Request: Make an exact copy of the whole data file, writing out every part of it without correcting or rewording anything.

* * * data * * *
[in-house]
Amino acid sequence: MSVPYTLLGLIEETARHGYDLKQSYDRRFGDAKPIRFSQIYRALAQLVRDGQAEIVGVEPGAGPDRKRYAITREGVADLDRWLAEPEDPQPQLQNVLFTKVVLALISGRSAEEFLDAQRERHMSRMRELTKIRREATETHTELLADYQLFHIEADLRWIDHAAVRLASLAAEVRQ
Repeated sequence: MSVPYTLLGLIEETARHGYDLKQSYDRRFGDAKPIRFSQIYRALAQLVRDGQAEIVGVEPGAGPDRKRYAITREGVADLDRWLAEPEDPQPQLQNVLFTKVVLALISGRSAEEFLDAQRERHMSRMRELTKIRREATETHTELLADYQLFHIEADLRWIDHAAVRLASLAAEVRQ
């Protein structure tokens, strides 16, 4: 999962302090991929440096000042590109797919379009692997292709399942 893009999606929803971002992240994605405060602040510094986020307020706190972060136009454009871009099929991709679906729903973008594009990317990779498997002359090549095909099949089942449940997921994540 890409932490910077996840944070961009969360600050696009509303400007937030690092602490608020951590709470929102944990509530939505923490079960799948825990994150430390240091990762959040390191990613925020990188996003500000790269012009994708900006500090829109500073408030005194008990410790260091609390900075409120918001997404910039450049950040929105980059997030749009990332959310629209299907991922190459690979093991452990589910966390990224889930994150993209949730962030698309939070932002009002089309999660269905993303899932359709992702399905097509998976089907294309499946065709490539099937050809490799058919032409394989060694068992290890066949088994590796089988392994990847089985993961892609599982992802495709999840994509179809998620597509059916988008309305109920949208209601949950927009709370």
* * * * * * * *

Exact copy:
[in-house]
Amino acid sequence: MSVPYTLLGLIEETARHGYDLKQSYDRRFGDAKPIRFSQIYRALAQLVRDGQAEIVGVEPGAGPDRKRYAITREGVADLDRWLAEPEDPQPQLQNVLFTKVVLALISGRSAEEFLDAQRERHMSRMRELTKIRREATETHTELLADYQLFHIEADLRWIDHAAVRLASLAAEVRQ
Repeated sequence: MSVPYTLLGLIEETARHGYDLKQSYDRRFGDAKPIRFSQIYRALAQLVRDGQAEIVGVEPGAGPDRKRYAITREGVADLDRWLAEPEDPQPQLQNVLFTKVVLALISGRSAEEFLDAQRERHMSRMRELTKIRREATETHTELLADYQLFHIEADLRWIDHAAVRLASLAAEVRQ
């Protein structure tokens, strides 16, 4: 999962302090991929440096000042590109797919379009692997292709399942 893009999606929803971002992240994605405060602040510094986020307020706190972060136009454009871009099929991709679906729903973008594009990317990779498997002359090549095909099949089942449940997921994540 890409932490910077996840944070961009969360600050696009509303400007937030690092602490608020951590709470929102944990509530939505923490079960799948825990994150430390240091990762959040390191990613925020990188996003500000790269012009994708900006500090829109500073408030005194008990410790260091609390900075409120918001997404910039450049950040929105980059997030749009990332959310629209299907991922190459690979093991452990589910966390990224889930994150993209949730962030698309939070932002009002089309999660269905993303899932359709992702399905097509998976089907294309499946065709490539099937050809490799058919032409394989060694068992290890066949088994590796089988392994990847089985993961892609599982992802495709999840994509179809998620597509059916988008309305109920949208209601949950927009709370």